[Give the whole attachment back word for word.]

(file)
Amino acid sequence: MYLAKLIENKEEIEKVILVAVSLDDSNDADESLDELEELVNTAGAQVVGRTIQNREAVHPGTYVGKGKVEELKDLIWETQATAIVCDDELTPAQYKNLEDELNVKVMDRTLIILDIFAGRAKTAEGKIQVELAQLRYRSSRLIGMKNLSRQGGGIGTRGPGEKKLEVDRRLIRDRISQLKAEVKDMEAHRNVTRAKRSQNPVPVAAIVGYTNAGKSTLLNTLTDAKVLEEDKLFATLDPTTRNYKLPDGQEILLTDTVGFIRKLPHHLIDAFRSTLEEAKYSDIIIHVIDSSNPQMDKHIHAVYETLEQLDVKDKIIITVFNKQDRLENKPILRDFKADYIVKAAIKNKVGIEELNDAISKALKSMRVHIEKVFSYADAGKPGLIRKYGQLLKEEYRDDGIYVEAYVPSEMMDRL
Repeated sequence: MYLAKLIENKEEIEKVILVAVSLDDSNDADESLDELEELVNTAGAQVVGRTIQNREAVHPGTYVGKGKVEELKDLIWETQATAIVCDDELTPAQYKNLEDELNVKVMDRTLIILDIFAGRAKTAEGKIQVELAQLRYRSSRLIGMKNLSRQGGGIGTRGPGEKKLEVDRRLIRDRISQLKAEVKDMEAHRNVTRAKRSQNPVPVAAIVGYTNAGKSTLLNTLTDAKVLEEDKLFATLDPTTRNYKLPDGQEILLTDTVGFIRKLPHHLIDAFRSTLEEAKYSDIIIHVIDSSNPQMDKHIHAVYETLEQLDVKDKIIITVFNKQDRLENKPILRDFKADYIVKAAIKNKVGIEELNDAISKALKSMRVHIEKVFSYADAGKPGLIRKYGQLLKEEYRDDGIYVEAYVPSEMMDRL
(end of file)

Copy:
Amino acid sequence: MYLAKLIENKEEIEKVILVAVSLDDSNDADESLDELEELVNTAGAQVVGRTIQNREAVHPGTYVGKGKVEELKDLIWETQATAIVCDDELTPAQYKNLEDELNVKVMDRTLIILDIFAGRAKTAEGKIQVELAQLRYRSSRLIGMKNLSRQGGGIGTRGPGEKKLEVDRRLIRDRISQLKAEVKDMEAHRNVTRAKRSQNPVPVAAIVGYTNAGKSTLLNTLTDAKVLEEDKLFATLDPTTRNYKLPDGQEILLTDTVGFIRKLPHHLIDAFRSTLEEAKYSDIIIHVIDSSNPQMDKHIHAVYETLEQLDVKDKIIITVFNKQDRLENKPILRDFKADYIVKAAIKNKVGIEELNDAISKALKSMRVHIEKVFSYADAGKPGLIRKYGQLLKEEYRDDGIYVEAYVPSEMMDRL
Repeated sequence: MYLAKLIENKEEIEKVILVAVSLDDSNDADESLDELEELVNTAGAQVVGRTIQNREAVHPGTYVGKGKVEELKDLIWETQATAIVCDDELTPAQYKNLEDELNVKVMDRTLIILDIFAGRAKTAEGKIQVELAQLRYRSSRLIGMKNLSRQGGGIGTRGPGEKKLEVDRRLIRDRISQLKAEVKDMEAHRNVTRAKRSQNPVPVAAIVGYTNAGKSTLLNTLTDAKVLEEDKLFATLDPTTRNYKLPDGQEILLTDTVGFIRKLPHHLIDAFRSTLEEAKYSDIIIHVIDSSNPQMDKHIHAVYETLEQLDVKDKIIITVFNKQDRLENKPILRDFKADYIVKAAIKNKVGIEELNDAISKALKSMRVHIEKVFSYADAGKPGLIRKYGQLLKEEYRDDGIYVEAYVPSEMMDRL